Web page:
Over the years, the Texas Legislature has seen several spouses follow in their partner's legislative footsteps. On our Women Members of the Texas Legislature, 1923-present page, footnotes indicate the five instances in which a legislator succeeded her spouse in an unexpired term following his death, and the three wives who served as temporary acting representatives during their husbands' military deployments. (Footnotes also point out where women were elected but never sworn into a legislator's role.) 

  • Maribelle Stewart appears to be the first wife to complete her husband's term in the Texas Legislature following his death. W. Lacy Stewart (Senate, 50th Legislature) passed away on March 22, 1947. Maribelle won a special election to fill the vacancy, but she resigned her seat representing Senate District 16 in 1948 when she remarried.
  • Persis Henderson (House, 51st) succeeded her husband, A. Robin Henderson (House, 49th-51st) in representing House District 61 when he died on March 15, 1949. Persis won a special election to fill the seat (running as Mrs. A. Robin Henderson); she announced for reelection to a full term but withdrew her candidacy, citing low legislative pay and the high cost of living in Austin.
  • Sue Hairgrove (House, 60th) won a special election to succeed her husband, Jim Hairgrove (House, 60th) for the House District 20-F seat when he passed away on April 12, 1967.
  • Lou Nelle Sutton (House, 64th-70th) succeeded her husband, G.J. Sutton (House, 63rd-64th), following his death on June 22, 1976, and her special election win to represent House District 57-E on August 7, 1976. Lou Nelle went on to be reelected to the 65th-70th Legislatures.
  • Myra Crownover (House, 76th-84th), in a May 2000 special election, succeeded her husband, Ronny Crownover, (House, 76th) following his death on March 26, 2000. She continued to represent House District 64 for nearly two decades.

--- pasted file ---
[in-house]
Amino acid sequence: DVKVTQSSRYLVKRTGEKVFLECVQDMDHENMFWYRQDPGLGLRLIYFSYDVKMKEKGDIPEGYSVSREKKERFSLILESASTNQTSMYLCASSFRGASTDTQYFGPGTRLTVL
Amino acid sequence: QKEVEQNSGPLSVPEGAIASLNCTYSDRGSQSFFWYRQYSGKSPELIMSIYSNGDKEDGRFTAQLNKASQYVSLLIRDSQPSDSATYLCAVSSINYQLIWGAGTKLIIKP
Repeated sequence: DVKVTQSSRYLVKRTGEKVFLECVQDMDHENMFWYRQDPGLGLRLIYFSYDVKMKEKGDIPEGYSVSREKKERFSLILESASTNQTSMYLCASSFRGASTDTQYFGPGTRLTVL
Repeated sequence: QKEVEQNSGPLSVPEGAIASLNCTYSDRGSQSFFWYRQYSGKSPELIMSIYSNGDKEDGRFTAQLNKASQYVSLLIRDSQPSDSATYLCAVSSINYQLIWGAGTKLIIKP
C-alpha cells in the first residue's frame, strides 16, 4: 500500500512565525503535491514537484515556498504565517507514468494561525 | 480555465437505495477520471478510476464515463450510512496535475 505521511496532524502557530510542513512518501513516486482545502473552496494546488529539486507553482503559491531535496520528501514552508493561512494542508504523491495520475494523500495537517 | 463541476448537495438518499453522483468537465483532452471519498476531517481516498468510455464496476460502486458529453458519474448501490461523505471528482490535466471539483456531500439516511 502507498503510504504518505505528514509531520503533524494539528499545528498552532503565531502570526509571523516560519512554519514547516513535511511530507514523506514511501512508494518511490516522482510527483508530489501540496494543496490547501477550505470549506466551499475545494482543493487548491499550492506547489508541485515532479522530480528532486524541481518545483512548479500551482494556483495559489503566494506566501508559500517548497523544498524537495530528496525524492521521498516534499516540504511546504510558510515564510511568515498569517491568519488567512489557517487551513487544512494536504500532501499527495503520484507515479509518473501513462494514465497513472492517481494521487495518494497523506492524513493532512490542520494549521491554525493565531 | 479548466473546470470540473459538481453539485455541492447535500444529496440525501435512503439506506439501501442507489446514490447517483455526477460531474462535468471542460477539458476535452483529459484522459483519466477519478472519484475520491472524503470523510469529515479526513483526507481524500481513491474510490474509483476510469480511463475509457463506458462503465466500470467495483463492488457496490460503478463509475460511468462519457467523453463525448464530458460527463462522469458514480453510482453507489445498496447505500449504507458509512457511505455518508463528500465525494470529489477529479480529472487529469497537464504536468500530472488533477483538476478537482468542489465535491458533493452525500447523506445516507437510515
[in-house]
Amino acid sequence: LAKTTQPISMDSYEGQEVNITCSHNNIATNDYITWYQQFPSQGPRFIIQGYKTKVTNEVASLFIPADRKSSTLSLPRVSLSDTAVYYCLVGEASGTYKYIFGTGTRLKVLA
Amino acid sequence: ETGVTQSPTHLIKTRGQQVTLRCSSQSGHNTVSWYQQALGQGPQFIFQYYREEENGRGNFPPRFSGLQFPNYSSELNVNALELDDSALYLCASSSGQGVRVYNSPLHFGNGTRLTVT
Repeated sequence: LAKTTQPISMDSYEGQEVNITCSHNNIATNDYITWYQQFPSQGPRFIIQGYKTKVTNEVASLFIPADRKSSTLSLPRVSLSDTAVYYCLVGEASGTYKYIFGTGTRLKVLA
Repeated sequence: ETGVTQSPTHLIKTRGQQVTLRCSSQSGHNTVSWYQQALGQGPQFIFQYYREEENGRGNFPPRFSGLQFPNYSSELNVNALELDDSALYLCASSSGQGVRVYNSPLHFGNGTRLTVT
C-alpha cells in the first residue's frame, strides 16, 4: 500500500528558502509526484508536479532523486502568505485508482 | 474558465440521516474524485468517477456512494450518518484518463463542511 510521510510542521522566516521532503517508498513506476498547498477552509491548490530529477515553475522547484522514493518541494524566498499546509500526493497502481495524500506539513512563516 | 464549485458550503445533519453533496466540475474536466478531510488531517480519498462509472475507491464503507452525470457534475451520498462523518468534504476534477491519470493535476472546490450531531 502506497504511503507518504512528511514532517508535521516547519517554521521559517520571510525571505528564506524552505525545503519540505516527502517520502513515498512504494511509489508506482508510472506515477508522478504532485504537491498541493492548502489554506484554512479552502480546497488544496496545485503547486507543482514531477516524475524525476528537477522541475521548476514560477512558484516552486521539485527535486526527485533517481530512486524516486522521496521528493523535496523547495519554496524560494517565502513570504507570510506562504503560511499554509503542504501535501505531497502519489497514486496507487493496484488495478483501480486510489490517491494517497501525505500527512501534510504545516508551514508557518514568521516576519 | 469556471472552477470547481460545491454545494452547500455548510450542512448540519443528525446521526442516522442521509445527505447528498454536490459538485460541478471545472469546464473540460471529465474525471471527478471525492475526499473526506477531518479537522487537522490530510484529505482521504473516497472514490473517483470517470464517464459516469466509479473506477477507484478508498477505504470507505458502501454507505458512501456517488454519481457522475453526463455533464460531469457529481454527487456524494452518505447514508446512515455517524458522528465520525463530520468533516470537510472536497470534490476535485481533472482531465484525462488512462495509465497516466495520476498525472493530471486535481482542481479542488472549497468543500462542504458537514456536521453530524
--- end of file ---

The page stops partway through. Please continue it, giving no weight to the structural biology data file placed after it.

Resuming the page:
• Valerie Corte (House, 79th, 81st), Cheri Isett (House, 79th), and Melissa Noriega (House, 79th) were selected by their husbands to serve as temporary acting representatives during military deployments. Frank Corte (House, 73rd-81st) was called to military service during his legislative service twice; Carl Isett (75th-81st) and Rick Noriega (House, 76th-80th) were each called once during their time in the House. 

In addition to spouses filling unexpired terms, there are several other cases where spouses succeeded their partners in the legislature, separated by a few years or by redistricting. (And in the first case, separated by divorce, too.)

  • Neveille Colson (House, 46th-50th Legislatures; Senate, 51st-59th Legislatures), the first woman to serve in both chambers of the legislature, was elected to represent House District 27 a couple years after her then-husband, Nall Colson (House, 43rd-44th), lost the seat. The couple divorced in 1938, before Neveille took office in 1939.
  • Betty Denton (House, 65th-73rd) represented McLennan County, House District 35-A, following her husband, Lane Denton (House, 62nd-64th), who resigned the House District 35-1 seat to run for the Texas Railroad Commission. Redistricting meant that while they represented the same county, the district was different.
  • Sam Harless (House, 86th) appears to be the first husband to fill a seat formerly occupied by a wife. He was elected in November 2018 to serve House District 126; Patricia Harless served the district from the 80th-84th Legislatures.
  • Angela Paxton (Senate, 86th-87th), elected in November 2018, serves Senate District 8, the same seat that her husband, current Attorney General Ken Paxton (House, 78th-82nd, Senate, 83rd), occupied.
  • Frances Rountree and Cora Strong were the first widows of legislators elected to serve in the Texas Legislature, both serving as representatives in the 42nd Legislature. Cora's husband, N.R. Strong, died while representing House District 55 during the 41st Legislature. Cora was elected to the seat for the following session. Frances' husband, Lee J. Rountree (House, 37th-38th), died at his desk in the House chamber in 1923. In 1930, running as "Mrs. Lee J. Rountree," Frances was elected to the House; however, redistricting in the intervening years changed the House District number for Brazos County from 22 to 26.

This blog post is the first in a series, with posts to come on legislative siblings, parents/children, and other family connections.